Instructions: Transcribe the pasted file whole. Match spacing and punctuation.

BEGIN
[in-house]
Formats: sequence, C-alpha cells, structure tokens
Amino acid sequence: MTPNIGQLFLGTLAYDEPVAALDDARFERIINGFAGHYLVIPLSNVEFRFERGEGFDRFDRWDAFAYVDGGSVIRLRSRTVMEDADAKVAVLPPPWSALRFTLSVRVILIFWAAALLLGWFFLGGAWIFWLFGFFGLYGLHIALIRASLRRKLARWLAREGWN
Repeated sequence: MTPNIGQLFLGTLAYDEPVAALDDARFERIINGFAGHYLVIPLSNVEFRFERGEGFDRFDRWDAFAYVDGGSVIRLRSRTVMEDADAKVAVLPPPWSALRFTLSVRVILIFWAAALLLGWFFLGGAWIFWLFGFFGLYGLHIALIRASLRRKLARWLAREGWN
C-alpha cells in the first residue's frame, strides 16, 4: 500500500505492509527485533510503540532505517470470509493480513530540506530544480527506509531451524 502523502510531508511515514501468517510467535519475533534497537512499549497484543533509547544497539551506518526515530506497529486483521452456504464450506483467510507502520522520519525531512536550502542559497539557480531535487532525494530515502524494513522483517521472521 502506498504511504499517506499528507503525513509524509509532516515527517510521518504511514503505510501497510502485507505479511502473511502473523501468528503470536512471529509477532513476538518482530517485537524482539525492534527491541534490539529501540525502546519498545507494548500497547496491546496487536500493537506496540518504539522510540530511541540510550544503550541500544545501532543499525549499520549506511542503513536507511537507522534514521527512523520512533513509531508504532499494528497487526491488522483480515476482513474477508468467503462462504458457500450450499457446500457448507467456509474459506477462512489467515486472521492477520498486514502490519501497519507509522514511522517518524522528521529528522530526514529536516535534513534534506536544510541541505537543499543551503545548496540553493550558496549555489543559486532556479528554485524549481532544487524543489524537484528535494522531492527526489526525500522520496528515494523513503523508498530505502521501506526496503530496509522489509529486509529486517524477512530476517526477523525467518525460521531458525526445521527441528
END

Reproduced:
[in-house]
Formats: sequence, C-alpha cells, structure tokens
Amino acid sequence: MTPNIGQLFLGTLAYDEPVAALDDARFERIINGFAGHYLVIPLSNVEFRFERGEGFDRFDRWDAFAYVDGGSVIRLRSRTVMEDADAKVAVLPPPWSALRFTLSVRVILIFWAAALLLGWFFLGGAWIFWLFGFFGLYGLHIALIRASLRRKLARWLAREGWN
Repeated sequence: MTPNIGQLFLGTLAYDEPVAALDDARFERIINGFAGHYLVIPLSNVEFRFERGEGFDRFDRWDAFAYVDGGSVIRLRSRTVMEDADAKVAVLPPPWSALRFTLSVRVILIFWAAALLLGWFFLGGAWIFWLFGFFGLYGLHIALIRASLRRKLARWLAREGWN
C-alpha cells in the first residue's frame, strides 16, 4: 500500500505492509527485533510503540532505517470470509493480513530540506530544480527506509531451524 502523502510531508511515514501468517510467535519475533534497537512499549497484543533509547544497539551506518526515530506497529486483521452456504464450506483467510507502520522520519525531512536550502542559497539557480531535487532525494530515502524494513522483517521472521 502506498504511504499517506499528507503525513509524509509532516515527517510521518504511514503505510501497510502485507505479511502473511502473523501468528503470536512471529509477532513476538518482530517485537524482539525492534527491541534490539529501540525502546519498545507494548500497547496491546496487536500493537506496540518504539522510540530511541540510550544503550541500544545501532543499525549499520549506511542503513536507511537507522534514521527512523520512533513509531508504532499494528497487526491488522483480515476482513474477508468467503462462504458457500450450499457446500457448507467456509474459506477462512489467515486472521492477520498486514502490519501497519507509522514511522517518524522528521529528522530526514529536516535534513534534506536544510541541505537543499543551503545548496540553493550558496549555489543559486532556479528554485524549481532544487524543489524537484528535494522531492527526489526525500522520496528515494523513503523508498530505502521501506526496503530496509522489509529486509529486517524477512530476517526477523525467518525460521531458525526445521527441528